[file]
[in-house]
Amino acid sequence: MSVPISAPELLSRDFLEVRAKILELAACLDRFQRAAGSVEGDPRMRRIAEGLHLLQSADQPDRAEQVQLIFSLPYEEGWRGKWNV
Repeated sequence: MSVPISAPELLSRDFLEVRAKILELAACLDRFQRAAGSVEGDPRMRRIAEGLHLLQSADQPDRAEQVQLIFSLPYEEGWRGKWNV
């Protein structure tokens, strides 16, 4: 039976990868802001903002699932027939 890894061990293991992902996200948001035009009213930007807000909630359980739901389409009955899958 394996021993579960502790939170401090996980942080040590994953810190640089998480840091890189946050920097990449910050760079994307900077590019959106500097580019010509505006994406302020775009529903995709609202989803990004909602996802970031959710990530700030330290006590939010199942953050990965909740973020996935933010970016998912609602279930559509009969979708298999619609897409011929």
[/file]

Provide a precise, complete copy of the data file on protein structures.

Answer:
[in-house]
Amino acid sequence: MSVPISAPELLSRDFLEVRAKILELAACLDRFQRAAGSVEGDPRMRRIAEGLHLLQSADQPDRAEQVQLIFSLPYEEGWRGKWNV
Repeated sequence: MSVPISAPELLSRDFLEVRAKILELAACLDRFQRAAGSVEGDPRMRRIAEGLHLLQSADQPDRAEQVQLIFSLPYEEGWRGKWNV
């Protein structure tokens, strides 16, 4: 039976990868802001903002699932027939 890894061990293991992902996200948001035009009213930007807000909630359980739901389409009955899958 394996021993579960502790939170401090996980942080040590994953810190640089998480840091890189946050920097990449910050760079994307900077590019959106500097580019010509505006994406302020775009529903995709609202989803990004909602996802970031959710990530700030330290006590939010199942953050990965909740973020996935933010970016998912609602279930559509009969979708298999619609897409011929």